Hello world!

Loray Mills EntranceIf you’ve come to this page, you’re obviously checking out to see who I am, so let me satisfy your curiosity.  To begin with, I’m on of those unusual critters referred to as a native Floridian.  I’ve lived on both the west and east coast of the Sunshine State and hadn’t considered living anywhere else until I met my significant other, Ted.  Currently, we’re living in Fort Mill, South Carolina, a nice little burg just south of the lovely city of Charlotte.

Ted and I knew each other in passing through various fandoms, starting with Elfquest, the SCA and then through anime.  We married in 1987.  We share the house with three cats, Harley, Gracie and Lucy, collectively referred to as ‘the girls’.

Professionally, I’ve been a counter attendant at a movie theater, a cashier for a grocery story, worked in data entry, generated assembly instructions for baby clothing at a textile mill, and worked as a Radiology transcriptionist for several hospitals.

My hobbies and interests tend to be varied.  I’ve been working in counted cross stitch since I was 14.  Writing is another pleasure of mine, starting with fan fiction and then moving on to my own original stories, and have been published in various zines, books and online.  During the past few years I’ve become intrigued by two things: architecture and photography, and that branched off to photographing old textile mills.  It’s because of this interest that I’ve put together this blog, to share my passion for these old buildings, hence the name Textile Corridor.  The area we live in was one of the hubs of the textile industry.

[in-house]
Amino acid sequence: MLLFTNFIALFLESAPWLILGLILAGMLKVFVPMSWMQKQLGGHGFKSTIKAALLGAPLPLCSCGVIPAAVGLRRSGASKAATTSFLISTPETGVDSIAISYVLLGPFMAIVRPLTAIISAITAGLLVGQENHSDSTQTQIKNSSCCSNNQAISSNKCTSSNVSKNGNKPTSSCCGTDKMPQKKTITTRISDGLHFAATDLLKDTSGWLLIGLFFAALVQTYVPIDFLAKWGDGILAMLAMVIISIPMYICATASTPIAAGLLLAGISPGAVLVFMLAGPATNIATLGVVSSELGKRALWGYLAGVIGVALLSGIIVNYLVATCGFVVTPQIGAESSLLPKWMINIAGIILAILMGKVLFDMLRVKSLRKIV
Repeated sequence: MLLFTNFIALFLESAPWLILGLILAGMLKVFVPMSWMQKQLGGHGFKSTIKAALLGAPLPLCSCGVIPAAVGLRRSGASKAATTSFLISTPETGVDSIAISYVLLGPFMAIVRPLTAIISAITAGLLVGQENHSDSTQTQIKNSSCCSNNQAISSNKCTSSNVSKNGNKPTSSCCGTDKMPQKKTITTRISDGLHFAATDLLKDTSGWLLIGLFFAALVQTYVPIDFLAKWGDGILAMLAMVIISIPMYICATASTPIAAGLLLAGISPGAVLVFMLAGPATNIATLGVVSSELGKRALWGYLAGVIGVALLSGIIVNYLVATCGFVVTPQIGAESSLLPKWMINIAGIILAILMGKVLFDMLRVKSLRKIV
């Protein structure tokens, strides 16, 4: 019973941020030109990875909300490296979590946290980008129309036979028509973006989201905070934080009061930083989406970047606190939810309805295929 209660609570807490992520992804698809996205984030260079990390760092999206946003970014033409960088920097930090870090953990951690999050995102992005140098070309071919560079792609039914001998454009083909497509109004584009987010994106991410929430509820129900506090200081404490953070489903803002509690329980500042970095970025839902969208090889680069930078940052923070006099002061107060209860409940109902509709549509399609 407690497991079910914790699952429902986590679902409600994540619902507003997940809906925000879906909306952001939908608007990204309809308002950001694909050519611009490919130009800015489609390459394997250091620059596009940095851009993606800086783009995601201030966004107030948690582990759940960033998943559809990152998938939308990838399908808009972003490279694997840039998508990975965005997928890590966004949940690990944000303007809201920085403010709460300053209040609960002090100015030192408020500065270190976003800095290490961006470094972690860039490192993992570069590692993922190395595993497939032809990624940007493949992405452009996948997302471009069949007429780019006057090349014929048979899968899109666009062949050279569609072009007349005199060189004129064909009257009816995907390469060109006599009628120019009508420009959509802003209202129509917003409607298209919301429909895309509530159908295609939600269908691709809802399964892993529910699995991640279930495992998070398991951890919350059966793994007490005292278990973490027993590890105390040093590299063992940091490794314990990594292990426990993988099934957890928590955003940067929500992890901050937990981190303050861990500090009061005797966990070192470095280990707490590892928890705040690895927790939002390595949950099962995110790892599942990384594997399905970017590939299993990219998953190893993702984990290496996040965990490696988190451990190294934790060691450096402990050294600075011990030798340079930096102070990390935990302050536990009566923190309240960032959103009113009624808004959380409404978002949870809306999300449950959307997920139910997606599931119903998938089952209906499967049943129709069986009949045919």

In the following posts, I’ll share the mills I’ve visited and photographed, as well as some of their history.  Have to warn you, though – I may divert to another subject that comes to mind like books, movies or cats so you have been warned…  Hope you enjoy!